Pope John Paul II announced Monday the reorganization of the Roman Catholic Church in Russia. The move brought a swift negative reaction from the Russian Orthodox Church. The announcement could delay a visit by the Pope to Moscow.
The Pope's decision to reorganize the Catholic Church's presence in Russia effectively transforms its current four "apostolic administrations" into fully-fledged dioceses. Apostolic administrations are used by the Vatican in countries where the situation for the Catholic Church is difficult for historical reasons.
The Pope's chief spokesman, Joaquin Navarro-Valls, Monday explained the significance of the Pope's decision. "It means that with this measure," Mr. Navarro-Valls said, "the Pope gives normality to the existence of the Catholic Church in Russia, which was a desire, insistently called for by Catholic bishops in Russia, as well as by the faithful, nuns and priests. "With today's decision," Mr. Navarro-Valls added, "the Vatican has done nothing more but to equate the organization of the Catholic community in Russia with that present in other parts of the world, as envisaged by Church law." He said the Russian Orthodox Church has its own dioceses in the West."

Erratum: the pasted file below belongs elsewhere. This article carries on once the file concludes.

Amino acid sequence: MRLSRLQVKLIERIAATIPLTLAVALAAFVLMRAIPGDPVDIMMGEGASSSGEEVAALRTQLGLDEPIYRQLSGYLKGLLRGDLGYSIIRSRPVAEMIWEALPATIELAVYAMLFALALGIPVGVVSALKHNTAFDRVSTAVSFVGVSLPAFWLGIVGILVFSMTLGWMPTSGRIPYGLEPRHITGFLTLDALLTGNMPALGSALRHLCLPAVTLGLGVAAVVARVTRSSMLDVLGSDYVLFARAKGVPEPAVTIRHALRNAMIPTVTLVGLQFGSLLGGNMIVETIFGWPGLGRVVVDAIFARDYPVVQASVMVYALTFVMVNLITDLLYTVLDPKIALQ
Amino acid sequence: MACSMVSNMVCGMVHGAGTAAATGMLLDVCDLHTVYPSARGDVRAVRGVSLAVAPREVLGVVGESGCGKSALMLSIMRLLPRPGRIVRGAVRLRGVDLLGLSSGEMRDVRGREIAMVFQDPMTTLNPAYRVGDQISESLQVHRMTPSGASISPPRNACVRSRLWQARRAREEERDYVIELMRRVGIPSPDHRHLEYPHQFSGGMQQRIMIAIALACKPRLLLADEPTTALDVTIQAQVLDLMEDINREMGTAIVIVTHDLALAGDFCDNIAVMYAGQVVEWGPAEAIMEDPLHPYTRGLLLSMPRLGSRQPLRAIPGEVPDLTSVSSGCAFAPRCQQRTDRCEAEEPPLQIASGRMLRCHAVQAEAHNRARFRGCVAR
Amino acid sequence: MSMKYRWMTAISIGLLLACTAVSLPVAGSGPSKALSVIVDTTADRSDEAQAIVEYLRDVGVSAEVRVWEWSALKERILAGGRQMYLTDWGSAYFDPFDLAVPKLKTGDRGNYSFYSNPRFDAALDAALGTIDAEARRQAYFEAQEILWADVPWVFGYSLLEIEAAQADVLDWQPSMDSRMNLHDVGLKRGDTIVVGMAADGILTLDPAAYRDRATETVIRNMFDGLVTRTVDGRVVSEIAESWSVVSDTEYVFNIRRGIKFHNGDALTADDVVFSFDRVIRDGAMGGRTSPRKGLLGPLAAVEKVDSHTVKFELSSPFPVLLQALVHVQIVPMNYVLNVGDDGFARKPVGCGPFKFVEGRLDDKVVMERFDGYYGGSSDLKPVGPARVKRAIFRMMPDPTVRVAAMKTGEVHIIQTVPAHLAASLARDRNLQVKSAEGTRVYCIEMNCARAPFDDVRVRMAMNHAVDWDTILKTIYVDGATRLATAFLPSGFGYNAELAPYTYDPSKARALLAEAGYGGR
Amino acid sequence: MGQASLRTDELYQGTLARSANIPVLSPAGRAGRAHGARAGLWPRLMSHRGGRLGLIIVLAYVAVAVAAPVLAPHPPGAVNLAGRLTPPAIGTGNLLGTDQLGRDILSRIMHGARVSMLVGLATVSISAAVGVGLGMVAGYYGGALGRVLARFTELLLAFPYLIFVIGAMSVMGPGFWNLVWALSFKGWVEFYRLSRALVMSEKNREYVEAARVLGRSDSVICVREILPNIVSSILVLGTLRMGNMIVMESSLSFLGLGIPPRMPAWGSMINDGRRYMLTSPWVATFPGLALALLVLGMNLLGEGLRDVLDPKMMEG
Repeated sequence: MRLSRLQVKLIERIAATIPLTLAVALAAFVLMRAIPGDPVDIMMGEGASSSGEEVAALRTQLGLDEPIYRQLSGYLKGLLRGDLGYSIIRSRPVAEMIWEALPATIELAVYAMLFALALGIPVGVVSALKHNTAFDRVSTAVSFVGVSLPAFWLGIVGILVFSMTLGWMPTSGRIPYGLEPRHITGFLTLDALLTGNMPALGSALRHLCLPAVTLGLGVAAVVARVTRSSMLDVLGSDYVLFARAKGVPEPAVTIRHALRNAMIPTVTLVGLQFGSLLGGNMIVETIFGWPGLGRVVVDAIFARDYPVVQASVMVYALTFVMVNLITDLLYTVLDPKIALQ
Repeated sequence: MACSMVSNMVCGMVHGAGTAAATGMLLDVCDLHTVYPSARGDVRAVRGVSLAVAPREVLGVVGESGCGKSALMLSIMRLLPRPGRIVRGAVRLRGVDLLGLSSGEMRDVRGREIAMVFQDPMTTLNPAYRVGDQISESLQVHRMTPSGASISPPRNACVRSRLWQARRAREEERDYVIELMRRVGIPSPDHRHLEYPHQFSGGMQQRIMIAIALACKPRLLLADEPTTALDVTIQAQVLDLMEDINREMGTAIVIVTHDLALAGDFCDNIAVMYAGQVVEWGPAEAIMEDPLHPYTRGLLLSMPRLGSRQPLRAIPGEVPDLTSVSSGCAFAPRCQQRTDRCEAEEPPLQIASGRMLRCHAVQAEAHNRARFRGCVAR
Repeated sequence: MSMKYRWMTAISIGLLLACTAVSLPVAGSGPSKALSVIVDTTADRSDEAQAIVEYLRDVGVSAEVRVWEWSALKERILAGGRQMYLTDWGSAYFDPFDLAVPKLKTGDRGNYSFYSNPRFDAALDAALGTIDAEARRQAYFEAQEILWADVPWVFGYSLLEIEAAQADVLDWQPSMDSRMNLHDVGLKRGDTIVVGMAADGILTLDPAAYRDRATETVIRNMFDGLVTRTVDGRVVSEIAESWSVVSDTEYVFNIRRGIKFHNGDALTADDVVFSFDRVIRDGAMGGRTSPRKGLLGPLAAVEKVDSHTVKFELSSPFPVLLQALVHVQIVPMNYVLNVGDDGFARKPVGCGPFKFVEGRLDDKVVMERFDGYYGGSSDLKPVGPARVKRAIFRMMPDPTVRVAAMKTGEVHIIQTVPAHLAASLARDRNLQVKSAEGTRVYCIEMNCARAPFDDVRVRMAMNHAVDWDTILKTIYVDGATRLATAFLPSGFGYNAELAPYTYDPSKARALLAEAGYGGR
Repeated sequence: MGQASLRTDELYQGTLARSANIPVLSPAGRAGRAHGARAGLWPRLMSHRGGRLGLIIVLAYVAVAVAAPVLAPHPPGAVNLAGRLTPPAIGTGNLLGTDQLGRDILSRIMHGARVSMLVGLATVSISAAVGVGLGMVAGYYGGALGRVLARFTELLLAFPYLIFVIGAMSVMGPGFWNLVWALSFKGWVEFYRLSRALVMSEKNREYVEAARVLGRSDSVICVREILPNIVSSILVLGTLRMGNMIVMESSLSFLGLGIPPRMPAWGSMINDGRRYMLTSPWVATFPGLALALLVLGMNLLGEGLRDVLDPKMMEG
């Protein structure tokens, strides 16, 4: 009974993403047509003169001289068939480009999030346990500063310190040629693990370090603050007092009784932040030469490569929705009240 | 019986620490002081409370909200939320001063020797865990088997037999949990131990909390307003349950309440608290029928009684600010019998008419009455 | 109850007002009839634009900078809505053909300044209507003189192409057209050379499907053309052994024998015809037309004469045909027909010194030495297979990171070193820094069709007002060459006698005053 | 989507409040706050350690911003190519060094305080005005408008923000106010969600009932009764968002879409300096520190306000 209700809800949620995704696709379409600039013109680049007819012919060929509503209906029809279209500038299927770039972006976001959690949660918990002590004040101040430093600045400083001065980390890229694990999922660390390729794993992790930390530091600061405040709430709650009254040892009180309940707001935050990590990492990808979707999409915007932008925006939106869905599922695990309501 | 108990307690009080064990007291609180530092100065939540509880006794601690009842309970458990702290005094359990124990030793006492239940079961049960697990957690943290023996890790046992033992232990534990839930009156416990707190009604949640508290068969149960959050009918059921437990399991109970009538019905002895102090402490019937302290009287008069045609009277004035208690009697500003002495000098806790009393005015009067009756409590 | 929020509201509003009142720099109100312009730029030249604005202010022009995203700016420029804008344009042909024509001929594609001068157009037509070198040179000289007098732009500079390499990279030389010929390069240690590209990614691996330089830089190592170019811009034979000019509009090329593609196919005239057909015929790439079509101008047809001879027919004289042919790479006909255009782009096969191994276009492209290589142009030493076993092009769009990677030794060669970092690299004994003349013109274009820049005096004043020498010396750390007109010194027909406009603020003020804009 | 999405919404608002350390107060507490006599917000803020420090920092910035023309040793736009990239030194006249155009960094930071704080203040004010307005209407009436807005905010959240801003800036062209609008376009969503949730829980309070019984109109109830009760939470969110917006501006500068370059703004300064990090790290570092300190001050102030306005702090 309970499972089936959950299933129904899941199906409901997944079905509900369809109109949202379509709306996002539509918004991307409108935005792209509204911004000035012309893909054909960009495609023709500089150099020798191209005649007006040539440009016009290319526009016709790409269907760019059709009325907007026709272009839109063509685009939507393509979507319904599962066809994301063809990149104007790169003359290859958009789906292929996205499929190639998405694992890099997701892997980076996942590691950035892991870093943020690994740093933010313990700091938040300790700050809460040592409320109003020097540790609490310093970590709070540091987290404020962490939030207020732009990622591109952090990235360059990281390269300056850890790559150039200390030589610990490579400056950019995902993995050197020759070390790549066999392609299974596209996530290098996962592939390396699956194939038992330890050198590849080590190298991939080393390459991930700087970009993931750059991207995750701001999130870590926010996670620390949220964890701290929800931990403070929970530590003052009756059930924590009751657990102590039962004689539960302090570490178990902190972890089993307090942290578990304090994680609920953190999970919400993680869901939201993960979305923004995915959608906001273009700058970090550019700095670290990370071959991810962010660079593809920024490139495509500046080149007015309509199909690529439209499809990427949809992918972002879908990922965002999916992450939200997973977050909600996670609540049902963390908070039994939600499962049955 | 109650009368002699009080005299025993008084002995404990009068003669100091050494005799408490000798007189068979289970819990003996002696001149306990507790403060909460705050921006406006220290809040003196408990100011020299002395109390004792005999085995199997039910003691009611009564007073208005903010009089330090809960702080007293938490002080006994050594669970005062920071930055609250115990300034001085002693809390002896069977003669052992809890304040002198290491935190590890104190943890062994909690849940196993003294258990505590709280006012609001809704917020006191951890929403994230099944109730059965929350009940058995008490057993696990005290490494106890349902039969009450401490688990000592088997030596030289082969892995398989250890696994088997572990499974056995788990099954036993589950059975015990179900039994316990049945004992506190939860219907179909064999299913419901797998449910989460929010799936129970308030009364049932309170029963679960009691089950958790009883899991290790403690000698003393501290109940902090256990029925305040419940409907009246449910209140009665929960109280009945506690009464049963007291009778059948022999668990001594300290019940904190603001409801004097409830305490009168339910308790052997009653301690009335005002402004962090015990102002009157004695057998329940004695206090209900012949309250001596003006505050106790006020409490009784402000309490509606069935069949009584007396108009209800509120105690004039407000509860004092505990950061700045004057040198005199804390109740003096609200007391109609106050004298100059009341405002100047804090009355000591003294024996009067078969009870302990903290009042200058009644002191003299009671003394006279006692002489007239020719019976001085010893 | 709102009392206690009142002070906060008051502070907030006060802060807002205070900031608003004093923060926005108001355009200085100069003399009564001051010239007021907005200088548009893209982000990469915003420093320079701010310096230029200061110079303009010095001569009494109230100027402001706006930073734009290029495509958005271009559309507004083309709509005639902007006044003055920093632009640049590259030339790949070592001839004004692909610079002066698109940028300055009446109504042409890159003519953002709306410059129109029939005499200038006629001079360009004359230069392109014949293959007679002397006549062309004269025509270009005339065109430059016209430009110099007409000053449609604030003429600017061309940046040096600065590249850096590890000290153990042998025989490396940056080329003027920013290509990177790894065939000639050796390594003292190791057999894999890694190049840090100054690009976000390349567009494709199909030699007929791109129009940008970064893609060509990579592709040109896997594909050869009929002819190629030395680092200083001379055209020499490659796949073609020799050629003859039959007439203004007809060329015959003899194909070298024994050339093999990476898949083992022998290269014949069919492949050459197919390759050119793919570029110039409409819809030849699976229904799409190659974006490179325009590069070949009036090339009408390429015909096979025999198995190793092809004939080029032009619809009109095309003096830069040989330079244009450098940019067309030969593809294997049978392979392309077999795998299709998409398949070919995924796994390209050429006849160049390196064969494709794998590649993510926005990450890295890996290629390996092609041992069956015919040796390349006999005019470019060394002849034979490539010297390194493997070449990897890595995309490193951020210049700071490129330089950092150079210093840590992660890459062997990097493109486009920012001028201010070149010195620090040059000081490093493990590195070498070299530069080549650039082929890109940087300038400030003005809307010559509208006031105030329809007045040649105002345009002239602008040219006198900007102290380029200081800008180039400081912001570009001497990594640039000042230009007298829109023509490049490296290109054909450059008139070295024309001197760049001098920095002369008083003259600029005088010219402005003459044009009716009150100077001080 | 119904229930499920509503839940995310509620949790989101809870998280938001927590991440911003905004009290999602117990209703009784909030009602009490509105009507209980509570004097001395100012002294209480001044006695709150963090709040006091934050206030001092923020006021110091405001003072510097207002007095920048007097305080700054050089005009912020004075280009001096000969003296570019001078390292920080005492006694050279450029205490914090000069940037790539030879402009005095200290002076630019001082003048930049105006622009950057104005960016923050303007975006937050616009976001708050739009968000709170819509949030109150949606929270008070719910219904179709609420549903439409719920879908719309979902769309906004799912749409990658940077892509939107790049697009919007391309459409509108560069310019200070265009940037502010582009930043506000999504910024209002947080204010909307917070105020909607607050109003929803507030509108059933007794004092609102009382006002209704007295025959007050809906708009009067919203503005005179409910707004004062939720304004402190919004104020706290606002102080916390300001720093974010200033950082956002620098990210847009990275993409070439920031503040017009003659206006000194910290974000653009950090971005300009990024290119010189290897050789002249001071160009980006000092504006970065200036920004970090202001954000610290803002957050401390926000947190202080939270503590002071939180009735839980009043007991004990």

Mr. Navarro-Valls also said that the Pope's move is intended to improve pastoral assistance to Catholics in Russia and to improve dialogue and collaboration with the Russian Orthodox Church.
However, in Moscow the Russian Orthodox Church accused the Catholic Church of seeking new members. Relations have been tense between Rome and the Russian Orthodox Church, which accuses Catholic priests of proselytizing in the Orthodox areas of Russia and Ukraine.
The Vatican says there are about 1.3 million Catholics in Russia. The Roman Catholic Church was banned by former Soviet leader, Josef Stalin, in the late 1940s, but the ban was lifted in 1989. Mr. Navarro-Valls said he hoped that the Russian Orthodox Church would be understanding about the Pope's decision. "We hope that they will understand," he said, "because the principles of religious freedom and conscience are the first rights to be recognized in a democratic and free society."
Vatican observers say the already difficult relations between the Catholic and Russian Orthodox Churches are likely to deteriorate and a much-desired trip by the Pope to Moscow appears destined not to materialize in the near future.